The guy's only answer was a nifty back-bend-and-jumpto-his-feet move. Damn. She should've stood on his head while she had him down. He launched at her with a flurry of kicks and punches that forced her to give ground. She banged into the coffee table. Knocked it over. Stumbled over it and righted herself barely in time to get a hand up as his foot came flying at her face with lethal intent. She grabbed his ankle and yanked, using the momentum of his kick to propel him into the sofa. But she was off balance herself and crashed to the floor flat on her back. She rolled, pulled her feet under her and shoved vertical. And felt faintly nauseous as the room spun around her. She saw double images of her assailant bouncing off the cushions and spinning to face her. She huffed hard a couple times to clear her head and focus.
His gaze flicked over her shoulder for an instant. Toward the front door. Either he had a partner who'd just walked in and she was hosed, or the jerk was contemplating getting out of Dodge. With a wordless shout, he charged her. But at the last second, he veered left. She dived for him as he ran past and wrapped her arms around his legs. They fell hard, his heels jamming into her gut until she nearly barfed. He kicked furiously, twisting and wriggling frantically. She hung on as best she could, but he slipped through her grasp. He jumped up and took off for the door. She pushed up and gave chase, bursting out onto her front porch. There! To the left. A sprinting figure.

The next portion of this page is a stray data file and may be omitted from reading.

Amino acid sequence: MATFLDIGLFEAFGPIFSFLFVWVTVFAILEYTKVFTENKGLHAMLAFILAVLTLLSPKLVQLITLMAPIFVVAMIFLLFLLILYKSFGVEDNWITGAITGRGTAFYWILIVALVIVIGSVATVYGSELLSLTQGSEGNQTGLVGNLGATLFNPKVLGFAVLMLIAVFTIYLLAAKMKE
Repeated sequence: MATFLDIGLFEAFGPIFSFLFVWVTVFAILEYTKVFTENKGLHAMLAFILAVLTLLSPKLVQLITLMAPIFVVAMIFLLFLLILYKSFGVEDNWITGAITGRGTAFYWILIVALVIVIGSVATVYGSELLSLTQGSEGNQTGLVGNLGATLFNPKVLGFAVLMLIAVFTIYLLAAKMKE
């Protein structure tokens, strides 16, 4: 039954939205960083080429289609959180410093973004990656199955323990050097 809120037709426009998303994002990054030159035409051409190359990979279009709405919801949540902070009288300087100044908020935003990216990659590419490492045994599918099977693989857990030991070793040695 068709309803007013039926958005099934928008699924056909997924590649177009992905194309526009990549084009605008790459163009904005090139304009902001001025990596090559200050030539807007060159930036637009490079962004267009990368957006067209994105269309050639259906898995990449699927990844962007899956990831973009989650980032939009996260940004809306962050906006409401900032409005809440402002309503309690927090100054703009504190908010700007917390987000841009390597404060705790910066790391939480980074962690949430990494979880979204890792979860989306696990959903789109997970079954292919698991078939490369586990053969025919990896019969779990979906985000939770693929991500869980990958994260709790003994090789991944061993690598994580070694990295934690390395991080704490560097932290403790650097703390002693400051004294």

She charged after him, the concrete sidewalk rough and cold beneath her bare feet in Maryland's January chill. He screeched to a stop by the door of a car. Ripped it open and jumped in. The car peeled away from the curb. She dived between two parked cars as the getaway car sped past, both to take cover and to get a closer look at the vehicle. Silver, midsize foreign sedan. The license plate was covered with something black.
Maybe a plastic garbage bag. It rippled as the car accelerated away from her into the night. Helplessly, she watched the vehicle turn onto River Road. Her Bethesda home had ready access to major highways in several directions, no telling where her assailant had gone. The bastards had gotten away.
And she was standing in the middle of the street on a freezing January night, with snow on the ground for God's sake, in nothing but a cropped T-shirt and soft cotton short-shorts.
Excerpted from Target by Cindy Dees Copyright © 2005 by Cindy Dees. Excerpted by permission.